Disclaimer: I'm neither a qualified piano teacher nor to good of a player. I'm just someone who had a few years of classical piano lessons and also struggled with building a sense of rhythm.
Here are two things that helped me improve:
The first thing to try is to play with a metronome. But don't force yourself to play everything with the metronome. Only turn ...
My Honegger-Massenkeil reference provides a similar dry definition, but adds a consequence, which seems more accessible (my translation):
Such hemiolas, which effect a significant shift of emphasis in the musical flow, are frequently found in the works of Dutch composers since Dufay, but also in the Baroque era, especially preceding cadenzas and also with ...
I prefer the m. 60 beaming to that of m. 62. It better reflects the musical intention.
Your current notation in m. 61 seems best. It makes clear the voice(s) proceeding in thirds. To preserve that clearly, the alternative would be to keep the note placement as is, but stem the lower note of each pair with the left-hand. However, I think it's better (i.e., ...
The primary use of hemiola is to describe a sort of aliasing of 3 beats vs 2 beats. There are two examples I remember from early music (actually, I remember seeing, not really being there): one is two-quarter-notes in one voice against a quarter-note triplet in the other. The author called this a "vertical" hemiola. The other example was two ...
I haven't read the work of the theorist in question, but the description of "measured rhythm" in the Wikipedia article reminds me of something entirely different, which leads me to the conclusion that because 7/8 is a meter, it is necessarily metrical.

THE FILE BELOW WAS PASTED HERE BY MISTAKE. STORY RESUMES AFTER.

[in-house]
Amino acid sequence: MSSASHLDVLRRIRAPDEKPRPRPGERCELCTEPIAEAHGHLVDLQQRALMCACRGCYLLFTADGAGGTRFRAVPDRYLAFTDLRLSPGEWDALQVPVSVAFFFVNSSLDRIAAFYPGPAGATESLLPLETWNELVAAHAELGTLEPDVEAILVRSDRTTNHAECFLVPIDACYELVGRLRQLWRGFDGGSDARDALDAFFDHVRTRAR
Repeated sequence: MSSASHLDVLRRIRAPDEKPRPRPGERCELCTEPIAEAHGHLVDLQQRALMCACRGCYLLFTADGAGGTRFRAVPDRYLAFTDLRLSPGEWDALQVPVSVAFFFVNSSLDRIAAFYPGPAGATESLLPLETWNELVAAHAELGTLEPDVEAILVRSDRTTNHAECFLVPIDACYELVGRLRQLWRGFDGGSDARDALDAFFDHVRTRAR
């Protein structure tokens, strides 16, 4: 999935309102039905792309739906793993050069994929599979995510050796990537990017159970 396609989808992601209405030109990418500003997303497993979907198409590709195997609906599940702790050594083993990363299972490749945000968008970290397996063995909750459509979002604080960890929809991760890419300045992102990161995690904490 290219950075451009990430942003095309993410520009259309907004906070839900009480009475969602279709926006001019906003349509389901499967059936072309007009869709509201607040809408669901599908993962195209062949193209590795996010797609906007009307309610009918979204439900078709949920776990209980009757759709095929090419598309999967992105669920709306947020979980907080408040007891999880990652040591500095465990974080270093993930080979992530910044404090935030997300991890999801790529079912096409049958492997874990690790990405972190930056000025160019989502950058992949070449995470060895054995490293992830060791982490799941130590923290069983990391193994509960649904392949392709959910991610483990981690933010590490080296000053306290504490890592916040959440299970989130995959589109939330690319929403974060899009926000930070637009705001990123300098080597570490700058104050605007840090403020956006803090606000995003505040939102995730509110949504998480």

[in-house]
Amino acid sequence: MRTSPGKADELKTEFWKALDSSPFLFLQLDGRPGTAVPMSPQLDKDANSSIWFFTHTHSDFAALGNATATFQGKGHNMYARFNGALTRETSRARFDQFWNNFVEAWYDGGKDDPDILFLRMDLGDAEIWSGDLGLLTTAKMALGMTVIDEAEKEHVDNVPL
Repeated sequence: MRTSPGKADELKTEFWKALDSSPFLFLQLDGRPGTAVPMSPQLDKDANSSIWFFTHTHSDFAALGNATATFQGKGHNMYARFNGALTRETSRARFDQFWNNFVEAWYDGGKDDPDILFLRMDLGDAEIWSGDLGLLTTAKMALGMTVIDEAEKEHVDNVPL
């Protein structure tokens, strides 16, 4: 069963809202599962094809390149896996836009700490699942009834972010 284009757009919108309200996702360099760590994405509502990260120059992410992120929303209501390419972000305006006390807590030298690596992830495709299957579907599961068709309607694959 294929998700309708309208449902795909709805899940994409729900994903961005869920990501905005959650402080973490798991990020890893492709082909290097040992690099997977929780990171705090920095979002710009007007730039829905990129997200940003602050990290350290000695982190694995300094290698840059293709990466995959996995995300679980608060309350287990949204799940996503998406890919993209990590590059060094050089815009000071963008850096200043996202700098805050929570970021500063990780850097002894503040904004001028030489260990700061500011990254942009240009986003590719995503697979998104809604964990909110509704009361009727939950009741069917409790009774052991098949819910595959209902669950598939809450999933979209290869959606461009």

The "something entirely different" is the opening of Time Piece, composed by Paul ...
I read Wikipedia's definition this way:
Additive rhythm is "metrical", because the same accent pattern occurs in each measure. So 7/8 considered as (3+3+2)/8 would be "metrical"; whereas a 7/8 with
different stresses in different measures would be "measured".
T: Metrical 7/8 = (2+2+3)
K: C major
I would argue that it's a question of levels. In other words, the confusion is caused due to the different hierarchical levels of the meter (the eighth-note level and the measure level).
You're correct that the 2+2+3 pattern, when we focus on that eighth-note level of a 7/8 measure, doesn't necessarily suggest any "normal accents [that] reoccur ...
Aaron has the right idea - although - it's the first half of each bar only. The drummer uses crotchet triplets for only the first half of each bar, the singer matching those three notes. More often, those sort of triplets run through a whole bar, as indicated in Aaron's answer.
It's still 4/4 time, but the rhythm performed is called a hemiola, meaning three notes in the time normally assigned to two. Notated, it would look something like this:
(3BBB (3BBB |
w: don't want to x x x
Each group of three quarter-notes lasts two beats. Put another way, each quarter-note lasts 2/3 of a beat.